1Preceding three words interlined.

2Parenthetical phrase interlined.

3Preceding four words interlined, with caret mistakenly inserted after the period.

4Preceding two words interlined.

5Reworked from “Stats” to “State.”

6Preceding three words interlined.

7Preceding two words interlined.

8Preceding three words interlined, with superfluous period before caret editorially omitted.

9Preceding two words interlined.

10Reworked from “again and fish.”

11Preceding four words interlined.

12Preceding three words interlined.

13Word interlined.

14Preceding four words interlined.

15Preceding seven words interlined.

16Utley here canceled “of the land.”

17Preceding three words interlined.

Index Entries

  • aging; effect of alcohol on search
  • Akerly, Samuel; as editor ofMedical Repository search
  • alcohol; beer search
  • alcohol; brandy search
  • alcohol; cider search
  • alcohol; gin search
  • alcohol; malt liquor search
  • alcohol; rum search
  • alcohol; spirits search
  • alcohol; temperance search
  • beer; in New Englanders’ diet search
  • Bible; 1 Samuel referenced search
  • brandy; in New Englanders’ diet search
  • butter; in New Englanders’ diet search
  • Charles II, king of England search
  • cheese; in New Englanders’ diet search
  • cider; in New Englanders’ diet search
  • coffee; drinking of search
  • Connecticut; politics in search
  • Cornaro, Luigi search
  • David, king of Israel search
  • fevers; treatment for search
  • fish; mentioned search
  • food; butter search
  • food; cheese search
  • food; fish search
  • food; meat search
  • food; mustard search
  • Franklin, Benjamin; portraits of search
  • gin; in New Englanders’ diet search
  • gout search
  • health; alcohol abuse search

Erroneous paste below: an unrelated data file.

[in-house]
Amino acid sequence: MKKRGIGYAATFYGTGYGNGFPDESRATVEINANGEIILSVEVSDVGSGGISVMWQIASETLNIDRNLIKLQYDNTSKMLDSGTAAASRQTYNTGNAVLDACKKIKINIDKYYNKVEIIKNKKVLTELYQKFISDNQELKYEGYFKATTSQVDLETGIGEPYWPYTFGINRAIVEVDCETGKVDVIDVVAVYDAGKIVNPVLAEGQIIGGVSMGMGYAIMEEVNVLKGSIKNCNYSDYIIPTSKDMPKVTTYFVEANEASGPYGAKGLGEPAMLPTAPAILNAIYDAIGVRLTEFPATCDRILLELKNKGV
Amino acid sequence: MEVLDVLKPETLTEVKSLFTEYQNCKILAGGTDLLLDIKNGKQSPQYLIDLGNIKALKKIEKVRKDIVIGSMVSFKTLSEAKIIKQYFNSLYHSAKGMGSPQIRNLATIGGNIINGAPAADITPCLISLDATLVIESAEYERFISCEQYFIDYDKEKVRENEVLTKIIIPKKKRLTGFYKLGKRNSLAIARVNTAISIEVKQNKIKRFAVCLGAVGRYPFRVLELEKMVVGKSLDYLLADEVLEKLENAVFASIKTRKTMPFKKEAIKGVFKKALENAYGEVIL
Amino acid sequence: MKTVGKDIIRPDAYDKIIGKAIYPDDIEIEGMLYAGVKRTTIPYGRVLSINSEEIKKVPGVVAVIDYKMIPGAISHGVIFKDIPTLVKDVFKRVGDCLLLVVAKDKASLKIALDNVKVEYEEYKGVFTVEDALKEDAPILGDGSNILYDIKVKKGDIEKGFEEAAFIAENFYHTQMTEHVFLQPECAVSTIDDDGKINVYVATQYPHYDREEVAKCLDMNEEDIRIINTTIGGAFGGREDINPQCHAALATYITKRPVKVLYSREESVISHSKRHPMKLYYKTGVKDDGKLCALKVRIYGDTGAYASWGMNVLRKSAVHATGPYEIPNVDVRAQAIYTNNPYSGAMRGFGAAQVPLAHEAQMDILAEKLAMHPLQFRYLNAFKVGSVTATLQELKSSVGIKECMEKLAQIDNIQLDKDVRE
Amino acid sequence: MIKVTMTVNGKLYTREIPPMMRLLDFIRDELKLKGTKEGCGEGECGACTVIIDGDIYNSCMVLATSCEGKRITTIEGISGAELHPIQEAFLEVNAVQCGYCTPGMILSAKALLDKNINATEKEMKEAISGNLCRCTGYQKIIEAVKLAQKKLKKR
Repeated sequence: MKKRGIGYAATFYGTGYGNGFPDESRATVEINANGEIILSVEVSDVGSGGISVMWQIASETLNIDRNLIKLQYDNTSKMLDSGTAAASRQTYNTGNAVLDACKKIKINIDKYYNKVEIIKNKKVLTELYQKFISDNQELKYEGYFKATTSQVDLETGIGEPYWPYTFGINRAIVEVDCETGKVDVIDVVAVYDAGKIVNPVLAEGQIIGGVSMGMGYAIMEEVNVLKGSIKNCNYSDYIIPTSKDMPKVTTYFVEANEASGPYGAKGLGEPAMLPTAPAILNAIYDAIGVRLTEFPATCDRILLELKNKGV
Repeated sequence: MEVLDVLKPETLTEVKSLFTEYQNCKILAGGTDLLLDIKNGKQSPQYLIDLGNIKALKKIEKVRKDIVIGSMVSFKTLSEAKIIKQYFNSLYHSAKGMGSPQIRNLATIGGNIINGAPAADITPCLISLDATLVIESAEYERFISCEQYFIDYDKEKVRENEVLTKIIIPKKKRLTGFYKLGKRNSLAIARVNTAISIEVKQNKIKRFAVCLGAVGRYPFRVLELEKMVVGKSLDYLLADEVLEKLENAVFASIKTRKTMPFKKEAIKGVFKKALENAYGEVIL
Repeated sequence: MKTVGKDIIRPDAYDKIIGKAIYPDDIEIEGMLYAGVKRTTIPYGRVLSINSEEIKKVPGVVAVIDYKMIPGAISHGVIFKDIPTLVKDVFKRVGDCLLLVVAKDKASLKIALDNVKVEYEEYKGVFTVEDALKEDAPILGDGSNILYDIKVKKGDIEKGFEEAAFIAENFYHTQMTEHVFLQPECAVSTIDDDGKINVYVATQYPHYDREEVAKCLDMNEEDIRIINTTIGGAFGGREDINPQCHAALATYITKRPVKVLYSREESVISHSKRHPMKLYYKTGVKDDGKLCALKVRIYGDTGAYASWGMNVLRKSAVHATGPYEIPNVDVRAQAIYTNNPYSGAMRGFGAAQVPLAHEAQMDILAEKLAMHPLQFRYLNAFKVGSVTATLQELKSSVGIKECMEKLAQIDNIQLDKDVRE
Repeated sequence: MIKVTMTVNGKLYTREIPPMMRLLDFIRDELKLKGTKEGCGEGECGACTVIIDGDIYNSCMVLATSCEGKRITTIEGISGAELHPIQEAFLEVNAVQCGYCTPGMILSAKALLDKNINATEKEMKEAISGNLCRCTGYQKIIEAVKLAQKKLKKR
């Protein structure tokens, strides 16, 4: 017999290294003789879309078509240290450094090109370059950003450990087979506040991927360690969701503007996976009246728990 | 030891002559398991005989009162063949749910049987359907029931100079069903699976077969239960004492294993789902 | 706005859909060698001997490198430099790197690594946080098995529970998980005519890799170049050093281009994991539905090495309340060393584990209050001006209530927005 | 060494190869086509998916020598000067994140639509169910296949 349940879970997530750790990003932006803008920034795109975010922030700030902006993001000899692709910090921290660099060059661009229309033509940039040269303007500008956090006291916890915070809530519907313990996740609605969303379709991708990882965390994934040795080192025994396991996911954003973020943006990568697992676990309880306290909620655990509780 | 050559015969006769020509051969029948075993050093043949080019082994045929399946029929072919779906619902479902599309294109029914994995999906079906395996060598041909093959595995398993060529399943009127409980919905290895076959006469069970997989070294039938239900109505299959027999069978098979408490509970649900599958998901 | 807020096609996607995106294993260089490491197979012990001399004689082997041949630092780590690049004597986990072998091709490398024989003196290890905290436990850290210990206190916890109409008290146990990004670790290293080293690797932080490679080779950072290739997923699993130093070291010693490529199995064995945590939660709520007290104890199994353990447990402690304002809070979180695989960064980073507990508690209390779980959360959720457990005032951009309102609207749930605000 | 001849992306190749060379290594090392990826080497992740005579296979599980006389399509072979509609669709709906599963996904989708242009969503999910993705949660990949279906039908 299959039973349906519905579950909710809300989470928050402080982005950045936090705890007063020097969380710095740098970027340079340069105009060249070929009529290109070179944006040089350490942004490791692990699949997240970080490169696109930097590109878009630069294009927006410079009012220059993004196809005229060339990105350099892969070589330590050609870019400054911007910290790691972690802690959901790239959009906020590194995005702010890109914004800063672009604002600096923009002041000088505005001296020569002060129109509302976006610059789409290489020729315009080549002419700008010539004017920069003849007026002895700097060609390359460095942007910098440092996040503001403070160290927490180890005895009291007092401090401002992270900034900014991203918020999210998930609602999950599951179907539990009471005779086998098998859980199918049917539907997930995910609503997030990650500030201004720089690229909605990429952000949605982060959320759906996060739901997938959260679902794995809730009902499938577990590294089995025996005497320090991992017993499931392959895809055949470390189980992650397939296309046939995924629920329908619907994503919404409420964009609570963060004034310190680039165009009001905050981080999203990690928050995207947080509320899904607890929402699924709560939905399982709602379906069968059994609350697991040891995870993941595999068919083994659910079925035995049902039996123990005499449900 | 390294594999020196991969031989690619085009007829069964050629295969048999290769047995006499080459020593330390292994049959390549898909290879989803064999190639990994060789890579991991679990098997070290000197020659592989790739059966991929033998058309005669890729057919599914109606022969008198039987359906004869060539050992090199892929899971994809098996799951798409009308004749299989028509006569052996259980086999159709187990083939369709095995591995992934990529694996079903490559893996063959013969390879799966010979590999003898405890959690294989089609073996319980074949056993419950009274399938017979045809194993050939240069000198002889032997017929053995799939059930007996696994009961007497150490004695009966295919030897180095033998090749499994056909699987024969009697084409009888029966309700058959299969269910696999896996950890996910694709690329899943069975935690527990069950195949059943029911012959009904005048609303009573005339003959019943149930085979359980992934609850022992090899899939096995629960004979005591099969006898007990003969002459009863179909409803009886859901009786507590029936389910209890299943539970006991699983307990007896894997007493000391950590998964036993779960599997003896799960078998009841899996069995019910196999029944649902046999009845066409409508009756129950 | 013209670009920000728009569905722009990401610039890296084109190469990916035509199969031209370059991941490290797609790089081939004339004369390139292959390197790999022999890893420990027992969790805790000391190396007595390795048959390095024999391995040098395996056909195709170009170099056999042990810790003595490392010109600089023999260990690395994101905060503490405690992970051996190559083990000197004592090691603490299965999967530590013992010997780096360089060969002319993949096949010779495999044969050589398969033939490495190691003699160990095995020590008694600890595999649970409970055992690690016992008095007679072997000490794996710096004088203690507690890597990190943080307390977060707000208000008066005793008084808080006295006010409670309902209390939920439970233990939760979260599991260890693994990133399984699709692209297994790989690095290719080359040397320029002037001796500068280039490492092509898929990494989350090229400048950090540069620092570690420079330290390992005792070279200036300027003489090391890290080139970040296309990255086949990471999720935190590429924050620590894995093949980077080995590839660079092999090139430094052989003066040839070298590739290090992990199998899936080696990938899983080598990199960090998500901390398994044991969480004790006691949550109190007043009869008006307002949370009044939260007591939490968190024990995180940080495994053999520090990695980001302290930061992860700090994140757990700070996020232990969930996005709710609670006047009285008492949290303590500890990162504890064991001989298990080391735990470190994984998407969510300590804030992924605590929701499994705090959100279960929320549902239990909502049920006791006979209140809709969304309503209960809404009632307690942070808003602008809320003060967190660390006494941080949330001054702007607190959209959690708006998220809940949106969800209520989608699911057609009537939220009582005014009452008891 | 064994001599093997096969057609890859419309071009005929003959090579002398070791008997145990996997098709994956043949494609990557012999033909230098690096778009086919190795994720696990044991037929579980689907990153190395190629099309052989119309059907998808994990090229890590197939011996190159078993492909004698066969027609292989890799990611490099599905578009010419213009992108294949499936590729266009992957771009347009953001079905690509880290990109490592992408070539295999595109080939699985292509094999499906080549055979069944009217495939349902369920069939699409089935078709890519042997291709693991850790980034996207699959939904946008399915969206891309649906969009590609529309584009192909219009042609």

• health; and bathing search
  • health; and diet search
  • health; edema search
  • health; fever search
  • health; gout search
  • health; rheumatism search
  • health; stroke search
  • health; tuberculosis search
  • Jefferson, Thomas; Books and Library; reading habits of search
  • Jefferson, Thomas; Correspondence; publication of papers search
  • Jefferson, Thomas; Health; aging search
  • Jefferson, Thomas; Health; and wine search
  • Jefferson, Thomas; Health; cold footbaths search
  • Jefferson, Thomas; Health; physical habits of search
  • Jefferson, Thomas; Portraits; requested from search
  • lard; in New Englanders’ diet search
  • malt liquor search
  • Medical Repository search
  • Mitchill, Samuel Latham; as editor ofMedical Repository search
  • New England; physical habits in search
  • newspapers; TJ on search
  • New York (city); Medical Repository search
  • Pascalis Ouviere, Felix Alexander; as editor ofMedical Repository search
  • pepper; black search
  • rheumatism; as disability search
  • rum search
  • Saul, king of Israel search
  • spices; pepper, black search
  • spirits (alcohol) search
  • strokes (illness) search
  • tea; drinking of search
  • tobacco; smoking of search
  • Utley, Vine; and physical habits in New England search
  • Utley, Vine; and physical habits of TJ search
  • Utley, Vine; and politics in Conn. search
  • Utley, Vine; and portraits of TJ search
  • Utley, Vine; letters from search
  • Washington, George; portraits of search
  • Waterhouse, Benjamin; mentioned search
  • wine; TJ’s consumption of search